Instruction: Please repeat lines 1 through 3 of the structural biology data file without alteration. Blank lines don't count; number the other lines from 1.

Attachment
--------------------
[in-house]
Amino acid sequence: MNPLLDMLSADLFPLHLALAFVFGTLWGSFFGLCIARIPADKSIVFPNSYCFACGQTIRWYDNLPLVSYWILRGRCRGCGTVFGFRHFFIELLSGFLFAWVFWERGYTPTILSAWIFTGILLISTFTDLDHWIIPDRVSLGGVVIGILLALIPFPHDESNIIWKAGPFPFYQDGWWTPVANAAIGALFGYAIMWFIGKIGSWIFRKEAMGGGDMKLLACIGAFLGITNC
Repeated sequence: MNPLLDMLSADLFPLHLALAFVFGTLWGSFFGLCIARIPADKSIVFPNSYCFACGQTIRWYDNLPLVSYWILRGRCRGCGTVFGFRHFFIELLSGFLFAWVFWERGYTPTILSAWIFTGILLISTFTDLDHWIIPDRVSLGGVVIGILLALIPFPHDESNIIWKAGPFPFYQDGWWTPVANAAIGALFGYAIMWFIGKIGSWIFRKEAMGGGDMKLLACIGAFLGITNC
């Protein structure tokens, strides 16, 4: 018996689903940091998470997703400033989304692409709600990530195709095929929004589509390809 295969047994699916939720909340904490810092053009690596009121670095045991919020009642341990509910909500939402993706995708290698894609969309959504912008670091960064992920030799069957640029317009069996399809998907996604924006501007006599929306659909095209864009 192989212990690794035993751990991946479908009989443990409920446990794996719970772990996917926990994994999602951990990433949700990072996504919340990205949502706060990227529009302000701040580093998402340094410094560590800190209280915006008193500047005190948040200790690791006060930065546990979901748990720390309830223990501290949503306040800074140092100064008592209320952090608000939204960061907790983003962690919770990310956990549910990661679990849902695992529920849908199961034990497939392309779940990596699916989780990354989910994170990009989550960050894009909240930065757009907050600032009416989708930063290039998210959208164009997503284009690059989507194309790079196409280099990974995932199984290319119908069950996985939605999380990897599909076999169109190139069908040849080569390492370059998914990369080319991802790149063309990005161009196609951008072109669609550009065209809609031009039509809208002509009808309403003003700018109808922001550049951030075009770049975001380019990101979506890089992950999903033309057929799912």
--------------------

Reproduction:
[in-house]
Amino acid sequence: MNPLLDMLSADLFPLHLALAFVFGTLWGSFFGLCIARIPADKSIVFPNSYCFACGQTIRWYDNLPLVSYWILRGRCRGCGTVFGFRHFFIELLSGFLFAWVFWERGYTPTILSAWIFTGILLISTFTDLDHWIIPDRVSLGGVVIGILLALIPFPHDESNIIWKAGPFPFYQDGWWTPVANAAIGALFGYAIMWFIGKIGSWIFRKEAMGGGDMKLLACIGAFLGITNC
Repeated sequence: MNPLLDMLSADLFPLHLALAFVFGTLWGSFFGLCIARIPADKSIVFPNSYCFACGQTIRWYDNLPLVSYWILRGRCRGCGTVFGFRHFFIELLSGFLFAWVFWERGYTPTILSAWIFTGILLISTFTDLDHWIIPDRVSLGGVVIGILLALIPFPHDESNIIWKAGPFPFYQDGWWTPVANAAIGALFGYAIMWFIGKIGSWIFRKEAMGGGDMKLLACIGAFLGITNC